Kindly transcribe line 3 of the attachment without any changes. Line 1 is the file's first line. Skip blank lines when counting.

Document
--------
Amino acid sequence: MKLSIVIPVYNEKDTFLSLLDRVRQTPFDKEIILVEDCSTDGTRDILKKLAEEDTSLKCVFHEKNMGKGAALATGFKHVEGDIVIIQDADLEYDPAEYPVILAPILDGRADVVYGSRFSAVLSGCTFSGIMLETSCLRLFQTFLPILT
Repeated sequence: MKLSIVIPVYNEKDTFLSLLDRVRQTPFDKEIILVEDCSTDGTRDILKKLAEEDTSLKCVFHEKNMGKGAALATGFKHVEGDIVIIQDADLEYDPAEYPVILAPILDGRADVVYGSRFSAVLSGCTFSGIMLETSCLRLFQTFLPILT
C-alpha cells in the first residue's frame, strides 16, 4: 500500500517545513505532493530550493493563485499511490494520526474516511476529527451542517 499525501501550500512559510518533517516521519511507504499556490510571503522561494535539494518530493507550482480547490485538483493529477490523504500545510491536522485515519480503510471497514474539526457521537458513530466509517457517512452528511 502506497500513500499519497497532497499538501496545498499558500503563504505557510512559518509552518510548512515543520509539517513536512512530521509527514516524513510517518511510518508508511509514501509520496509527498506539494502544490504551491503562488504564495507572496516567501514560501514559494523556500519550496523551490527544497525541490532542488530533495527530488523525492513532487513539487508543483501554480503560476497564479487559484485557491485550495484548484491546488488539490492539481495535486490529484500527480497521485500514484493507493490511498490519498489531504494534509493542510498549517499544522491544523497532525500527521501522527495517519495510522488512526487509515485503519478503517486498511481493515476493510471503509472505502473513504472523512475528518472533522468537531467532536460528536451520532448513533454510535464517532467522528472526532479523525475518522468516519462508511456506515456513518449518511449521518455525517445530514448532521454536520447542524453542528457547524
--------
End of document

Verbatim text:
C-alpha cells in the first residue's frame, strides 16, 4: 500500500517545513505532493530550493493563485499511490494520526474516511476529527451542517 499525501501550500512559510518533517516521519511507504499556490510571503522561494535539494518530493507550482480547490485538483493529477490523504500545510491536522485515519480503510471497514474539526457521537458513530466509517457517512452528511 502506497500513500499519497497532497499538501496545498499558500503563504505557510512559518509552518510548512515543520509539517513536512512530521509527514516524513510517518511510518508508511509514501509520496509527498506539494502544490504551491503562488504564495507572496516567501514560501514559494523556500519550496523551490527544497525541490532542488530533495527530488523525492513532487513539487508543483501554480503560476497564479487559484485557491485550495484548484491546488488539490492539481495535486490529484500527480497521485500514484493507493490511498490519498489531504494534509493542510498549517499544522491544523497532525500527521501522527495517519495510522488512526487509515485503519478503517486498511481493515476493510471503509472505502473513504472523512475528518472533522468537531467532536460528536451520532448513533454510535464517532467522528472526532479523525475518522468516519462508511456506515456513518449518511449521518455525517445530514448532521454536520447542524453542528457547524